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Department Announces Faculty Additions
The NC State University Department of Computer Science is pleased to announce the addition of four new faculty members to our department for the fall 2011 semester:
Dr. Randy Avent will join the department as a professor. He has a broad range of interests and has done research in many areas including Computer Science, Life Sciences and Electrical Engineering. His particular research interests are in defense analytics, which deals with unstructured and semi-structured data mining and exploitation. He currently serves as the chief scientist in the Office of Basic Research in the Office of Secretary of Defense.
Avent received his B.S. degree in Zoology from the University of North Carolina in 1980. He received an M.S. degree from North Carolina State University in Electrical Engineering in 1986, and M.S. and Ph.D. degrees from the University of North Carolina in Biomedical Engineering and Mathematics in 1984 and 1986, respectively. He is a senior member of the IEEE and chair of the IEEE Sensors Council, and has led several national panels in the areas of Computer Science, Cognitive Technology and Signal Processing. For more information on Avent, click here.
Dr. Kristy Boyer will join the department as an assistant professor. Her research interests include artificial intelligence and computational linguistics, with an emphasis on natural language dialogue. A primary goal of her research is to advance the state of the art in natural language tutorial dialogue systems by leveraging data-driven approaches. Her research efforts will expand the department's emphasis on clyberlearning technologies.
Boyer received her B.S. in Mathematics and Computer Science from Valdosta State University in 1999. She received her M.S. in Applied Statistics from the Georgia Institute of Technology in 2000, and her Ph.D. in Computer Science from NC State University in 2010. For more information on Boyer, click here.
Dr. William Enck will join the department as an assistant professor. His expertise is in systems security, with a focus on the design, optimization, and measurement of security for operating systems, specifically on mobile phones, and the complex environments in which they operate. His recent research identified privacy problems in popular smartphone applications and received international press coverage. While Enck's primary interests lie in mobile operating systems security, his interests more broadly cover systems security. His past research efforts have included telecommunications security, access control mechanisms in operating systems, hardware security, voting systems security, network security, and large-scale network configuration.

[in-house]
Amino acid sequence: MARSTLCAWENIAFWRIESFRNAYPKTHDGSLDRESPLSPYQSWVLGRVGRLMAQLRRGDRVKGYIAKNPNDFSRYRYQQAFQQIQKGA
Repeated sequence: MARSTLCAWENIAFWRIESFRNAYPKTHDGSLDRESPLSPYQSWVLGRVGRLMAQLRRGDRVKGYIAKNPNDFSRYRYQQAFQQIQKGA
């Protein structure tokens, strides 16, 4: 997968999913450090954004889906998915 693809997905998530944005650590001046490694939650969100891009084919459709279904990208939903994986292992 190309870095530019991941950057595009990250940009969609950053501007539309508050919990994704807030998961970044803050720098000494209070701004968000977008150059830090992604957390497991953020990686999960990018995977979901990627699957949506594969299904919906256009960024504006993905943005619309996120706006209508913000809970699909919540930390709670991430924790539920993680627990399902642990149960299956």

Enck received his B.S degree in Computer Engineering from Pennsylvania State University in 2004; and his M.S. and Ph.D. degrees in Computer Science and Engineering from Penn State in 2006 and 2011, respectively. For more information on Enck, click here.
Dr. David Sturgill will join the department as a teaching assistant professor. His primary research interest is in parallel computation and competitive learning in computer science. For the last three years, Sturgill has been serving as director of the ICPC Challenge, a program vs. program competition among world finalist teams in the ACM International Collegiate Programming Contest and withing with programmers from around the world.
Sturgill received his B.S degree from the University of South Carolina in Computer Science and Math in 1989. He received his M.S. and Ph.D. in Computer Science from Cornell University in 1993 and 1996, respectively. For more information on Sturgill, click here.
Please join us in welcoming these faculty members to our department.
Affiliations and Designations
The Department of Computer Science at NC State University is a member of The Computing Research Association (CRA).
The National Security Agency (NSA) has named North Carolina State University a Center of Academic Excellence in Information Assurance Education, a designation that adds NC State to a select group of universities across the nation. Information assurance education plays a key role in protecting the national information infrastructure. This designation recognizes the NC State's increasing role in education and research in information security and privacy.